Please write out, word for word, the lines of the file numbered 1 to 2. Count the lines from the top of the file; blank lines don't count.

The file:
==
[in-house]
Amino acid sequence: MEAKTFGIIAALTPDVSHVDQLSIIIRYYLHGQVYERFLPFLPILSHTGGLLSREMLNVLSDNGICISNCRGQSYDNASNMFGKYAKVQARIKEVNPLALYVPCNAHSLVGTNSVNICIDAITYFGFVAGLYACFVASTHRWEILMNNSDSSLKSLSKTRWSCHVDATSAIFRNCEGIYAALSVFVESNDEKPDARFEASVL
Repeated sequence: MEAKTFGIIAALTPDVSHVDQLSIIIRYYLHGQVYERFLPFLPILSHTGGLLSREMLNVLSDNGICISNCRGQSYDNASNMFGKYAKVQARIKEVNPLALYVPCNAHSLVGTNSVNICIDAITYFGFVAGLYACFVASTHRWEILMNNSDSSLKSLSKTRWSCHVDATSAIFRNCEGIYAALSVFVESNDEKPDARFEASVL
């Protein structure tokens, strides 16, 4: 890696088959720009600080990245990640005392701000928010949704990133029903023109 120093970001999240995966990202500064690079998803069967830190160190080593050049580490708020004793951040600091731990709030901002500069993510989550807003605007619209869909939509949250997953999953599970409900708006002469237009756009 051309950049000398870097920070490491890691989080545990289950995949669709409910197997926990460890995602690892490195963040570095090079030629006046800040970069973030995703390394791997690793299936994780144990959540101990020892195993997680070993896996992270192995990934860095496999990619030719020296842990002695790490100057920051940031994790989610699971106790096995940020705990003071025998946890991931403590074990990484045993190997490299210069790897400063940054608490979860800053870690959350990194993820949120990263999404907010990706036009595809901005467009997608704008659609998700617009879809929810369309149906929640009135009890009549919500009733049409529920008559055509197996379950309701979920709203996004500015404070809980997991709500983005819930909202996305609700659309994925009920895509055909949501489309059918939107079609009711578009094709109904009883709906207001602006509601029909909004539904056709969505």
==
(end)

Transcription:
[in-house]
Amino acid sequence: MEAKTFGIIAALTPDVSHVDQLSIIIRYYLHGQVYERFLPFLPILSHTGGLLSREMLNVLSDNGICISNCRGQSYDNASNMFGKYAKVQARIKEVNPLALYVPCNAHSLVGTNSVNICIDAITYFGFVAGLYACFVASTHRWEILMNNSDSSLKSLSKTRWSCHVDATSAIFRNCEGIYAALSVFVESNDEKPDARFEASVL